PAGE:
Trump reinstates duty-free trade for some Ukrainian goods, suspends it for some Thai goods

U.S. President Donald Trump exits Air Force One after returning from South Carolina to Joint Base Andrews in Maryland, U.S., October 25, 2019. REUTERS/Leah Millis

WASHINGTON (Reuters) - U.S. President Donald Trump on Friday reinstated duty-free trade for certain items from Ukraine, but suspended it with Thailand.

In a presidential proclamation, Trump said he had previously suspended duty-free treatment for certain Ukrainian goods because Ukraine was not adequately protecting intellectual property rights, but he was now lifting the suspension because the country had made progress on that front.

The U.S. Trade Representative’s office said the end to the suspension affected about a third of the $36 million in trade benefits that had originally been removed for Ukraine.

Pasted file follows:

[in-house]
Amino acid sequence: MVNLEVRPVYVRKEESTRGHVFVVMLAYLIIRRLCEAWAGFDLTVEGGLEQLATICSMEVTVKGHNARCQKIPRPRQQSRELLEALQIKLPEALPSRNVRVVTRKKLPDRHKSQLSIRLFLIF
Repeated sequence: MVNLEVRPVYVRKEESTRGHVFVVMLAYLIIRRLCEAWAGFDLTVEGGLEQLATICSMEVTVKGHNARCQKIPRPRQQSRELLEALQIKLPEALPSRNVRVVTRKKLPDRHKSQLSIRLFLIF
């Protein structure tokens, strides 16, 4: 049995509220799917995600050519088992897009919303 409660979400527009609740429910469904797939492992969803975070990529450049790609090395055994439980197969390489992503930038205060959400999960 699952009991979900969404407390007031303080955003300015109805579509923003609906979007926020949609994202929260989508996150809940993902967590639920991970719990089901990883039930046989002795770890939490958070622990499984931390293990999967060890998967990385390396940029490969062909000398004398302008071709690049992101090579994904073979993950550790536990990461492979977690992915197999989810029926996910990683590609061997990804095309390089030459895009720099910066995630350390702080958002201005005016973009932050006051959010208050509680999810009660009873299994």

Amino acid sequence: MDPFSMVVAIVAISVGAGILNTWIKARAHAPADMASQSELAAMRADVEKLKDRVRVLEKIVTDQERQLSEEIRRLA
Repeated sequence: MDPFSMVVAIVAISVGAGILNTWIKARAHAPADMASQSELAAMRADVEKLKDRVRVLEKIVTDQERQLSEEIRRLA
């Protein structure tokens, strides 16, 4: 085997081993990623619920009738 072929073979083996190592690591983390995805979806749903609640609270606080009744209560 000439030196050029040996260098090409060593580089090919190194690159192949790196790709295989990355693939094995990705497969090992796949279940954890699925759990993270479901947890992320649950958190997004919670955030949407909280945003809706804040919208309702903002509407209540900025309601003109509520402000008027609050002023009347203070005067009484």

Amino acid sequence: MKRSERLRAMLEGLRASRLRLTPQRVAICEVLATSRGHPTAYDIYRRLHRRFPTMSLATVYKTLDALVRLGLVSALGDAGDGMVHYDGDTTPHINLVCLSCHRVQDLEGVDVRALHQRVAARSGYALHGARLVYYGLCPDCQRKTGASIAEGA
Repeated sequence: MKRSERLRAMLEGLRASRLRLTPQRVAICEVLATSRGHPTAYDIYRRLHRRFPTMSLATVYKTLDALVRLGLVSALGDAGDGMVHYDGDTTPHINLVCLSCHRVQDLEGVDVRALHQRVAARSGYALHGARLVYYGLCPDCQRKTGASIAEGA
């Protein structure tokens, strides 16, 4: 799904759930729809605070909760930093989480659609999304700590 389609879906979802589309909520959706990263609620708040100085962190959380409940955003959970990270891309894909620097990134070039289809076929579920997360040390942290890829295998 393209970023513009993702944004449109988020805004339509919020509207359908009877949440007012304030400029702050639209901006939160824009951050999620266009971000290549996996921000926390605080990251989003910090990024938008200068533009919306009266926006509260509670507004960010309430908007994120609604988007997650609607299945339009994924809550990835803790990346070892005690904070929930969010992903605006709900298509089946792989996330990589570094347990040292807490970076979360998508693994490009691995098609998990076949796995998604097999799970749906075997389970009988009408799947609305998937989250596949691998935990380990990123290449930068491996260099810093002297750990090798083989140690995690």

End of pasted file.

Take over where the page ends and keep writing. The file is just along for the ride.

In a separate letter written to U.S. House of Representatives Speaker Nancy Pelosi and the president of the Senate, Vice President Mike Pence, Trump said he had suspended duty-free treatment of certain Thai products because the country had not taken steps to “afford workers in Thailand internationally recognized worker rights.”

The USTR’s office said the move amounted to a suspension of $1.3 billion in trade preferences for Thailand under the Generalized System of Preferences (GSP) program.

The suspension, which goes into effect in six months, will affect about a third of Thailand’s products included in the trade program. Duty-free treatment will be revoked for all Thailand’s seafood exports to the United States over labor issues, the USTR’s office said.

The United States was also opening reviews of its duty-free treatment for certain products from South Africa over intellectual property issues and Azerbaijan over workers’ rights concerns, the USTR’s office said in a statement.

Separate reviews concerning goods from Bolivia, Iraq and Uzbekistan were closed without changes to their treatment, the USTR’s office said.

Reporting by Makini Brice; Editing by Mohammad Zargham and Daniel Wallis